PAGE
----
Bat Fungus Discovered in Yancey County
A fungus that has already killed hundreds of thousands of bats on the East Coast has been found in another mountain county. According to the state Wildlife Recourses Commission the white-nose syndrome, which forms white patches on the muzzles of infected bats, has been confirmed in Yancey County after earlier being found in Avery County. Scientist believes the disease is caused by a fungus that is harmful to the bats but it doesn’t appear to have any effect on people. Officials warn though that the fungus can be spread by humans who visit different caves where bats dwell. The disease was first discovered in New York in 2006 and has slowly worked its way down the East Coast.
Petition Picks Up Steam
A petition to Frontier Communications that is circulating around Yancey County is picking up steam. Petition organizer Lloyd Allen said on Monday that he has collected over 1000 signatures since he began the campaign about three weeks ago. Allen and other concerned Yancey County citizens are attempting to persuade the regional telephone company to reopen an office in Yancey County which was closed several years ago. Allen pointed out that an office in Burnsville would make it much easier on a portion of the population that is not yet online to make their payments, report troubles they may encounter with their service and even purchase products offered by Frontier. “The price of a money order and a stamp is not much of a burden on most people,” Allen said. “But we have some poor and elderly people on fixed incomes in this rural county that don’t even have a checking account. That extra money that they have to spend to make sure that their telephone bill is paid could be used for something else that they might need,” Allen said. The Burnsville Town Board has gotten involved and recently approved a letter sent to Frontier by Burnsville Mayor Danny McIntosh. McIntosh sent a letter to Frontier Communications Regional Supervisor Ken Maxwell nearly a month ago asking for a dialog to be opened concerning the problem. Currently subscribers with problems or questions must spend time calling out of state help centers or contact the company via the internet. McIntosh said on Monday that Frontier has yet to respond to the letter. If you would like to add your name to the list you can find a petition at over 25 locations around Yancey County.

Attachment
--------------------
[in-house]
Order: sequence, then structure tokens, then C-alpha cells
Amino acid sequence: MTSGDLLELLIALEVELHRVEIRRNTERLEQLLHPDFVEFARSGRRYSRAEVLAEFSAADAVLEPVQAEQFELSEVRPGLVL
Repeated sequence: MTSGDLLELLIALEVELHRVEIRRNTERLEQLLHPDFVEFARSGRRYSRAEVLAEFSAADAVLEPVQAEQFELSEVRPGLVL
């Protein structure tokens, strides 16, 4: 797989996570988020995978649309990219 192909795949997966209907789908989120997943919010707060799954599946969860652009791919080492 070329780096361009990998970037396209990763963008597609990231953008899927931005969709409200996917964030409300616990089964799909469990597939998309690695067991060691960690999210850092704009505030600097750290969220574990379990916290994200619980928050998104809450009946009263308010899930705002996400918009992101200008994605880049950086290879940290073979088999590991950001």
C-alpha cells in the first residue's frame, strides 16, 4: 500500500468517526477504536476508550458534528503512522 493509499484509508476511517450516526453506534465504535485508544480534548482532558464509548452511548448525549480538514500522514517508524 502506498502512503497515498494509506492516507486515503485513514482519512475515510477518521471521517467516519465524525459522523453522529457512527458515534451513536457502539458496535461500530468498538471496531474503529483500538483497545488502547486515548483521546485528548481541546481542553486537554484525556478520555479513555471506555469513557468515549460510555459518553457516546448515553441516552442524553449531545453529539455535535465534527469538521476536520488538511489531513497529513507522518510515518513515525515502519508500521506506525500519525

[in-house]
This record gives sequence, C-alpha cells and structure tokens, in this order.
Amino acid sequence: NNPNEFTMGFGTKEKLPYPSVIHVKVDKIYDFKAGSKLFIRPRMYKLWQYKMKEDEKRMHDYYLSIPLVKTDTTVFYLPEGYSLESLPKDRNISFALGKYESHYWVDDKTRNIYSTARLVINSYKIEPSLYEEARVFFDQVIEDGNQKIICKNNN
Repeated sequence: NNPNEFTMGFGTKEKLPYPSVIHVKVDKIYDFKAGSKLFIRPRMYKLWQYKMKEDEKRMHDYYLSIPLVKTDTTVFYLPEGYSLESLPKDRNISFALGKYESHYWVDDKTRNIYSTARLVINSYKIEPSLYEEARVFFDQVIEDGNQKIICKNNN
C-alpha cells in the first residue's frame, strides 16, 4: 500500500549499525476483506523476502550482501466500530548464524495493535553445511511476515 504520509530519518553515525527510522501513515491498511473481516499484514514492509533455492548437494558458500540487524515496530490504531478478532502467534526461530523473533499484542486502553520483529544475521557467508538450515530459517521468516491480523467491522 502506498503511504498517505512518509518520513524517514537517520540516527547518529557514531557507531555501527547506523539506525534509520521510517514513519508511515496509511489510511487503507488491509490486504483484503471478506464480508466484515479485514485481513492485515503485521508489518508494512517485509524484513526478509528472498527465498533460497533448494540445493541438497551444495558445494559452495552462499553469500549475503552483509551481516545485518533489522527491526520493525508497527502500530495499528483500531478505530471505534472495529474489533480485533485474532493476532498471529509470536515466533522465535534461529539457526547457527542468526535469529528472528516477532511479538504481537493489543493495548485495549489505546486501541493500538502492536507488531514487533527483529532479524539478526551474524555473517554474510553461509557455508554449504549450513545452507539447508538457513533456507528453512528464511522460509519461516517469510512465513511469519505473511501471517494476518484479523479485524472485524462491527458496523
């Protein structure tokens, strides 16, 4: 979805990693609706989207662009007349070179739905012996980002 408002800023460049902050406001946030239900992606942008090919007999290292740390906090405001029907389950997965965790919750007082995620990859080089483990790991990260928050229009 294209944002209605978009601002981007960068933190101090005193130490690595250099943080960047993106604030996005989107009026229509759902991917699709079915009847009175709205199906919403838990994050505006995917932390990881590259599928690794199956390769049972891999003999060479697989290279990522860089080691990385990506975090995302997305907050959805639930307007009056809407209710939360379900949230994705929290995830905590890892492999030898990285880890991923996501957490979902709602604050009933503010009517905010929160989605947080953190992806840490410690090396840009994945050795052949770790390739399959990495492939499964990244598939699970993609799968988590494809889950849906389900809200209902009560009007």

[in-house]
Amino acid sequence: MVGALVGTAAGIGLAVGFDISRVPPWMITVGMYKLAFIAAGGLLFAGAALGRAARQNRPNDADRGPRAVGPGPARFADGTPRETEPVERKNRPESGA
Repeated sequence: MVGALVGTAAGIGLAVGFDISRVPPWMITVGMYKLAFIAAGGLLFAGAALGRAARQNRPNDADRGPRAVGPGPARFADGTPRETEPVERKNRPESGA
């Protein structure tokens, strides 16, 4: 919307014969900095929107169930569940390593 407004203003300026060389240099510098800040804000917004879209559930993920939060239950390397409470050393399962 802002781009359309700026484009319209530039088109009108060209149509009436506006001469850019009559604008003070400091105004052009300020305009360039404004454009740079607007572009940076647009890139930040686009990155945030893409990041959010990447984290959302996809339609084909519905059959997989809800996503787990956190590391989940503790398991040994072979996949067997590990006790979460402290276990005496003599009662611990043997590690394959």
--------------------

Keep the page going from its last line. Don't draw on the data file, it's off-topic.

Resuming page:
Severe Weather Awareness Week
North Carolina’s Severe Weather Awareness Week is February 27-March 5. On March 2nd, school children across the state will practice a tornado drill. The National Weather Service, through the NOAA weather radios and Emergency Alert System will broadcast at 9:30 am on March 2nd. Last year, the National Weather Service in North Carolina issued approximately 90 tornado warnings. A total of 26 tornadoes were recorded while more than 900 incidents of severe thunderstorms with damaging winds and/or large hail were recorded as well. Lives can be saved when teachers and children know where to go and what to do in the event of a real emergency.
Driver in Truck Wreck may face charges
Trooper Chris Robinson with the NC Highway patrol reports that the driver could face criminal charges in the accident Sunday in McDowell County that killed a passenger. 53 year old David B. Small of New Jersey was driving south down the mountain on U.S. 221 about 20 miles north of Marion when he lost control of the vehicle. 51 year old Ricky Dave McDuffie, of Bishopville, S.C., was killed in the accident. Small was airlifted to Mission Hospital and is now listed in serious condition. Both of the men in the accident were wearing seat belts. The accident is still under investigation, but the highway patrol believes excessive speed could have been a factor. The driver made a statement that he lost the brakes on the truck. Around 2,000 batteries were scattered around the accident, spilling battery acid. A hazardous materials team was sent to the scene to clean up the battery acid and the batteries. McDowell County Emergency Management director Terry Young said the team worked through the night to contain the hazardous material and reopen the road around noon Monday.
Tractor Trailer Accident on 221 in McDowell County
A tractor-trailer overturned Sunday on U.S. 221 in McDowell County. WLOS news 13 reporter Katie Killen reported from the scene Sunday afternoon. (Audio) The highway patrol says they believe the truck driver lost his brakes heading southbound on 221 around noon. They say he flipped the truck several times. A passenger died on the scene. The driver was critically injured and transported to the hospital. The truck was loaded with about 3000 lawnmower and motorcycle batteries. A hazmat team was called in to respond to the accident as officials were worried about battery acid running into the nearby North fork of the Catawba River. Sgt Kevin Owens of the NC Highway Patrol said the section of the two-lane highway north of Marion and near the Linville Caverns entrance “is indefinitely closed until the cleanup in complete.
Yancey Health Department Receives Grant Funding